“I didn’t know that what I was doing was a crime — that’s not to minimize it — I just didn’t know,” Tyler, now 23, told the Seattle Post-Intelligencer about his performing oral sex on a younger boy when he was 13. who agreed to talk with the Seattle P-I if identified only by his middle name. He is a registered sex offender for life. Since 1997, more than 3,500 children in Washington state — some as young as 10, though on average about 14 — have been charged and convicted as felony sex offenders, a mark that remains on their records forever, barring them from many professions. It also frightens many into under-the-radar housing arrangements to avoid landlords who require background checks.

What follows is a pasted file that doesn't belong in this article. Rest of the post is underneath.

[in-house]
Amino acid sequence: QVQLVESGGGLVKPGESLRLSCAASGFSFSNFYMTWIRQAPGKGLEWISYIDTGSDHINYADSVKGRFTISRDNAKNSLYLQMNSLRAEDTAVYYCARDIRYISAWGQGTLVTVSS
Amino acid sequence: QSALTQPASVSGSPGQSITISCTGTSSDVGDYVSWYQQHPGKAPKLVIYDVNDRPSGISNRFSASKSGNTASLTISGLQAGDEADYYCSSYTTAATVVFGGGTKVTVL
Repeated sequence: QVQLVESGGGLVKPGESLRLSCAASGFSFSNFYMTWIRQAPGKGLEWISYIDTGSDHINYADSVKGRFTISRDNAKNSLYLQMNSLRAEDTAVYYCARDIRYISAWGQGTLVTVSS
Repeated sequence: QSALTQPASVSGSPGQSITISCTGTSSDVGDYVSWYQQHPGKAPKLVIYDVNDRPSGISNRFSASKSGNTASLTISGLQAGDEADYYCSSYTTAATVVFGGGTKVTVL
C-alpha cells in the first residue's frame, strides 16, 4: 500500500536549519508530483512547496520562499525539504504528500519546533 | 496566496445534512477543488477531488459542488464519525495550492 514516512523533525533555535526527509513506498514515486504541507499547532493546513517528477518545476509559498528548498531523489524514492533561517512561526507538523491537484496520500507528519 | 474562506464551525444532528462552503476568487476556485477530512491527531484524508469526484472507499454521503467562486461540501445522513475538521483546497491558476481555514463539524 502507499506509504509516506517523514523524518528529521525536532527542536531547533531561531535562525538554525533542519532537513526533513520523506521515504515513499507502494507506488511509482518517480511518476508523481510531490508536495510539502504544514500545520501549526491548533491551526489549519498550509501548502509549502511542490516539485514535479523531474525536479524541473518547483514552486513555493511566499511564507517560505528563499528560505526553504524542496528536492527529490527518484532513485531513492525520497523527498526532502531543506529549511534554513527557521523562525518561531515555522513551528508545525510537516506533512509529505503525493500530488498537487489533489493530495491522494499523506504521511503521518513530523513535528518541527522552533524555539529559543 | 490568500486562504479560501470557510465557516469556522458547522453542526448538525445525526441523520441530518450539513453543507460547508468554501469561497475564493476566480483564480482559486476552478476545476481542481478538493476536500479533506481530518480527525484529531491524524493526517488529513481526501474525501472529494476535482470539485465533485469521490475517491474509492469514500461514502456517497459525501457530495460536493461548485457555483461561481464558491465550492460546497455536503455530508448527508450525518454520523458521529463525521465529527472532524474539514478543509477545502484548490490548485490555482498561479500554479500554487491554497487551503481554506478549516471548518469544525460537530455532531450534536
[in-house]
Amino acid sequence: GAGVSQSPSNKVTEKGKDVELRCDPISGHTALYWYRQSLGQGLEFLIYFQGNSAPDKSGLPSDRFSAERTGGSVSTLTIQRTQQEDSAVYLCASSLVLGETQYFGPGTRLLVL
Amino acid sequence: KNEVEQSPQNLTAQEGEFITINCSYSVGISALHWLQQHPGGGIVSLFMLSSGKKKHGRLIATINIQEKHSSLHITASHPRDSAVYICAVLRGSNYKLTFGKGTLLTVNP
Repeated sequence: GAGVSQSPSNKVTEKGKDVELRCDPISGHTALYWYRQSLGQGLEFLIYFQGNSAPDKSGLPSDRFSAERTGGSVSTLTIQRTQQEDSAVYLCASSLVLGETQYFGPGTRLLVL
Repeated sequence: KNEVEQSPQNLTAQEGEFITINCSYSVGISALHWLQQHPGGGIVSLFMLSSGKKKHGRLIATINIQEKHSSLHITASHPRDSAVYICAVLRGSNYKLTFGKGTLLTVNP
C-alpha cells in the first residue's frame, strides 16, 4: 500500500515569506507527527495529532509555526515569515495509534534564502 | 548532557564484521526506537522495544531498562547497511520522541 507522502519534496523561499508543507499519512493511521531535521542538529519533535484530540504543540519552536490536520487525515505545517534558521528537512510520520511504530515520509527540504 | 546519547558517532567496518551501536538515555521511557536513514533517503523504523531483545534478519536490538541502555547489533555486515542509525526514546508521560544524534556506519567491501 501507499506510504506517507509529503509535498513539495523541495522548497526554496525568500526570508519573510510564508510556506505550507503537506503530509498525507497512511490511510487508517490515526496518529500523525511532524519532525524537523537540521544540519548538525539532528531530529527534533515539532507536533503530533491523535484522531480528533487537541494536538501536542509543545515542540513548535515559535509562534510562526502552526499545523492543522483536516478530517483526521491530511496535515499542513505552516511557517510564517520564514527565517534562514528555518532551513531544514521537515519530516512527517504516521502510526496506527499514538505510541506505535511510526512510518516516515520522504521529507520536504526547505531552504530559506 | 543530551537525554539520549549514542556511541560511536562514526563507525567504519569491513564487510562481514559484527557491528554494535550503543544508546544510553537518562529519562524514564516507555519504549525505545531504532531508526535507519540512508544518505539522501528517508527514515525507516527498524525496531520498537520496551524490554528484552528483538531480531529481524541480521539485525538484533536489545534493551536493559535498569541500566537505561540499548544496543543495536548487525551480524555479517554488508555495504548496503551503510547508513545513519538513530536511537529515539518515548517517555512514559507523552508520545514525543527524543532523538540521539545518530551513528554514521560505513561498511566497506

“Juvenile sex offenses cannot be sealed — ever — and that’s huge,” said Kim Ambrose, a former public defender who runs the Child and Youth Advocacy Clinic at the University of Washington School of Law. “It messes you up with any public housing or any job that allows you access to children — teaching, coaching, shoot, even cosmetology. The only thing that’s available, basically, is to get a pardon from the governor.” Washington is among the few states to include juveniles in its sex offender management plan, assessing youths with tools designed for adults and funneling them through the courts with adult-sized punishments.